Why doesn’t anybody ever tell you this stuff? On the origins of the masculine and feminine pronouns.

I just discovered the most amazing posting about pronouns in the American Bibliopolist.

There are many perfectnesses in this work. But the best, by far, must be his excursus on the origins of he and she:

It would be a fortunate thing for us if there were any fossil remains of language. We could then discover in the rock of the earliest words made use of, many of which are necessarily buried in oblivion, and so arrive at some conclusion respecting the invention of our masculine pronoun he. It is supposable, and, indeed, only supposable, that it first found utterance through the lips of a woman, an event something like the dropping of pearls from the lips of the girl in the fairy tale. The Scotch woman always speaks of her husband as he. In the days of courtship her maiden timidly prevented her particularizing him. Besides, what need had she to specify the one who was all the world to her? He must assuredly have been the only masculine pronoun in her vocabulary. Notwithstanding these auspicious circumstances, he has had some difficulty in holding his own till the present. In some writings of the 16th century a simple a was substituted. However, this crisis was safely passed, and the form of the word is the same now as at first.

Upon this great event, this bestowal of a general name upon man, a solemn assembly of bachelors was convened to return, if possible, the compliment. Many admirable suggestions were advanced, and at last a happy thought occured to one of the most liberal, that as woman is man’s equal, her title should be the same except the prefix of a line symbolic of grace and beauty. Taking the most perfectly curved letter of the alphabet to convey this idea, the feminine pronoun was produced. Woman having a name, station soon followed, and station brought possession, and possession made her an object of desire. But as her nature was not supposed to stoop to avarice, and she was more to be sought than one to seek, possessive and objective were the same for her, with the addition of the letter which originally distinguished her from man.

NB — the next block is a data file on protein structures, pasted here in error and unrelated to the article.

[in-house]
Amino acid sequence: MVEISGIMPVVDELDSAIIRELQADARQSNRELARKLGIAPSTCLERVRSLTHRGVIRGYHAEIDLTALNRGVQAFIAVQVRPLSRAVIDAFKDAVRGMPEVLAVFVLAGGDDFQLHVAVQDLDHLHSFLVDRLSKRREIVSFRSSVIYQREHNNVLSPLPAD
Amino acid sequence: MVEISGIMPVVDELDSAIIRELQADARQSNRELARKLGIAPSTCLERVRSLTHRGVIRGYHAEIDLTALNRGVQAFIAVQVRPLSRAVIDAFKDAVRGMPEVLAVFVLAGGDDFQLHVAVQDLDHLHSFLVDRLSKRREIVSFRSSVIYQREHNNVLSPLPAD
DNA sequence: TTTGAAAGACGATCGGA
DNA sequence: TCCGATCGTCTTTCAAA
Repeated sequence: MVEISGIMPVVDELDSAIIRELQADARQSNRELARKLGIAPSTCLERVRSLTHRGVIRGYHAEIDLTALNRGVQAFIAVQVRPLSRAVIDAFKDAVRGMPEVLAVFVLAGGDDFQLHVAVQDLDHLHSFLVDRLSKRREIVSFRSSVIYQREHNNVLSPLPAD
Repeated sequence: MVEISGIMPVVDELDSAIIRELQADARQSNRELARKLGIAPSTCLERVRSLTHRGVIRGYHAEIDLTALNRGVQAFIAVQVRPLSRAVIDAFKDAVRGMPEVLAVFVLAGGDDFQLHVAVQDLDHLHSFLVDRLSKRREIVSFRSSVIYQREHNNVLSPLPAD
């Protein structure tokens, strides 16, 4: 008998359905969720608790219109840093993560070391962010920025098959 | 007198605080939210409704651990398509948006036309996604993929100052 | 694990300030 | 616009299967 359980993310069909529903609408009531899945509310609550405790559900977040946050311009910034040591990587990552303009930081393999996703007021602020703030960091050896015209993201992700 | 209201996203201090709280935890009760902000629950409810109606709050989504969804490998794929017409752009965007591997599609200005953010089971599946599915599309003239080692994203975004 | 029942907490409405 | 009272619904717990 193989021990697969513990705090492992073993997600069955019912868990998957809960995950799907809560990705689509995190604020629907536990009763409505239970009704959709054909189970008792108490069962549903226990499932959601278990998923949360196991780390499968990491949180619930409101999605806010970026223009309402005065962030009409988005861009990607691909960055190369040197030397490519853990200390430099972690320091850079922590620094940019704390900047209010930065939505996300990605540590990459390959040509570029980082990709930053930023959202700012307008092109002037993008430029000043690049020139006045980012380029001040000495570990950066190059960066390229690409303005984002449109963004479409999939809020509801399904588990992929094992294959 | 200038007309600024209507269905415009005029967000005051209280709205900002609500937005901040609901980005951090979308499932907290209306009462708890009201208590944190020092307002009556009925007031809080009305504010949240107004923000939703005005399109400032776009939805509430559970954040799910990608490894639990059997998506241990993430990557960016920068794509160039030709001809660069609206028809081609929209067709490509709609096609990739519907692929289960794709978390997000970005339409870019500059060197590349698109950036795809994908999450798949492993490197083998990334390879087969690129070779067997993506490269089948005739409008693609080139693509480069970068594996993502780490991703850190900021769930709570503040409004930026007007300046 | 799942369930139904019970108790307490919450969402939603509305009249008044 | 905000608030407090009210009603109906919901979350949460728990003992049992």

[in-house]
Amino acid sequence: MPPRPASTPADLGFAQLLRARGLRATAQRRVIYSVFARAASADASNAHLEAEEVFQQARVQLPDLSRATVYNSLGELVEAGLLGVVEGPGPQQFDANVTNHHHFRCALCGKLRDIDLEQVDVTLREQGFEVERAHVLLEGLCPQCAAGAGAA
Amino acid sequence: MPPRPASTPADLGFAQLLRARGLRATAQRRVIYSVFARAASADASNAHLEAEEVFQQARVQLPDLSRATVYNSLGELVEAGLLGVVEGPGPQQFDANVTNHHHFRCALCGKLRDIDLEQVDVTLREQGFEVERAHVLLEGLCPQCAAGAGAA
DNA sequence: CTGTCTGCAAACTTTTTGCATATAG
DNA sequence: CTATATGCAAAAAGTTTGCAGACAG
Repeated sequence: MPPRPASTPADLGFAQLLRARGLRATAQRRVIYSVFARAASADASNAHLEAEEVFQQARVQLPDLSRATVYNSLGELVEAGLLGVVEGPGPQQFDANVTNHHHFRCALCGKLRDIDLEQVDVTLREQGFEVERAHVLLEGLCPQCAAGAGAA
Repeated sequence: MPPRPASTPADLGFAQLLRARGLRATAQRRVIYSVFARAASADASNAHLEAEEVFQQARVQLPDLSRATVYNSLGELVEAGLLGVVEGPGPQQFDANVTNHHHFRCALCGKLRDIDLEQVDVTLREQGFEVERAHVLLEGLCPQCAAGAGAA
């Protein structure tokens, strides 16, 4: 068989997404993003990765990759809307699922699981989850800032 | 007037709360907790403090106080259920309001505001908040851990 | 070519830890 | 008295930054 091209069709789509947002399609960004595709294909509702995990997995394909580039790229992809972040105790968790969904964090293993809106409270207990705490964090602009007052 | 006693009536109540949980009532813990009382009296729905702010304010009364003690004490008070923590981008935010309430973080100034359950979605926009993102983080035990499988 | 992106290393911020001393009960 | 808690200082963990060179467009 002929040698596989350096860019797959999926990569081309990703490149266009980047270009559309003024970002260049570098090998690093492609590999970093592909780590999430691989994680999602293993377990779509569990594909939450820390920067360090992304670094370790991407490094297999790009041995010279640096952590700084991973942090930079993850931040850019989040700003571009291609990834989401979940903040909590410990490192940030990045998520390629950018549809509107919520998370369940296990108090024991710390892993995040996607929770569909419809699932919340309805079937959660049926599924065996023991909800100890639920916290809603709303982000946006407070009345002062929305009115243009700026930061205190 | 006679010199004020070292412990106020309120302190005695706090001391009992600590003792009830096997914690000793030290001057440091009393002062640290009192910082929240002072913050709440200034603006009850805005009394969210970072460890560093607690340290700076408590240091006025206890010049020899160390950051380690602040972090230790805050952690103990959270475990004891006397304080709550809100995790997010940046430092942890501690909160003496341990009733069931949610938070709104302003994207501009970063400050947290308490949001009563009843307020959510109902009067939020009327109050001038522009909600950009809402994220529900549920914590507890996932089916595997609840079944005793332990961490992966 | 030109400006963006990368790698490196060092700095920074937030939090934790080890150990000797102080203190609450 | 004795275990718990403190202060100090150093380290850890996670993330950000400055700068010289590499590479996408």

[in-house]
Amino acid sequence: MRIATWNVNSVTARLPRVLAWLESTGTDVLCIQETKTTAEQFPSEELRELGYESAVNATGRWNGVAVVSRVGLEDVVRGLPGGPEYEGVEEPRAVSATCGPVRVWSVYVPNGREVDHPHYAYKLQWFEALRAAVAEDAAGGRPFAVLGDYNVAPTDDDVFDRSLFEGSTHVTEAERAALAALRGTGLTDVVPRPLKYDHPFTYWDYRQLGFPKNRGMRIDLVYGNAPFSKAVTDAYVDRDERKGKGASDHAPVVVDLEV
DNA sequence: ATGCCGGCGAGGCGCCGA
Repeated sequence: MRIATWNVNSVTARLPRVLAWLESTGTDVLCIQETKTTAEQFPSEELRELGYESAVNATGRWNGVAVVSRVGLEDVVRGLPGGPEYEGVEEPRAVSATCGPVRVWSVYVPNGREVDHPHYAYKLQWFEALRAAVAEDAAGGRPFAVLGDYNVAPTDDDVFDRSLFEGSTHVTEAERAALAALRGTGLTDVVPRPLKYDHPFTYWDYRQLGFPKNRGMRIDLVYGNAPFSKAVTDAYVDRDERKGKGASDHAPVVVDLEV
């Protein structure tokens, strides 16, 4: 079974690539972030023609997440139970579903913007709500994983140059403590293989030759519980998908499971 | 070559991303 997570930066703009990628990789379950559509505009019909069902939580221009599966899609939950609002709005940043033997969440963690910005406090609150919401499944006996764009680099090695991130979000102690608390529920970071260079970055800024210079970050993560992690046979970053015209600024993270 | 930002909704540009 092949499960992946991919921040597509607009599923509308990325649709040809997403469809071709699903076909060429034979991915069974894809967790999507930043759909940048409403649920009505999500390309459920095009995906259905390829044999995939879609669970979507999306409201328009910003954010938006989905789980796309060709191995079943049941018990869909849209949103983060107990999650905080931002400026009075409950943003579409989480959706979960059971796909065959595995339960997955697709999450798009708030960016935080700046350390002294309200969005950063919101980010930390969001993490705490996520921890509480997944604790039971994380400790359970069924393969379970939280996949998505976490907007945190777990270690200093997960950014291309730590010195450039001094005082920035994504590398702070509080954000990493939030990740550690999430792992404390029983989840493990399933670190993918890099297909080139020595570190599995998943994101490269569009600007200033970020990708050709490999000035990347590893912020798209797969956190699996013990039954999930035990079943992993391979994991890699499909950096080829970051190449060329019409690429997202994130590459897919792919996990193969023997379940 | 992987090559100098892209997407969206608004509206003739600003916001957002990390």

So there you have it: the masculine pronoun as phallic worship, with some resulting performance anxiety creating unpleasantness in the 16th century; the feminine nominative pronoun as a kind of linguistic Coca Cola bottle; and her that dares not speak its name, giving women an aliba when they are accused of avarice.

It’s so neat, it could almost be an evolutionary psychology of language!

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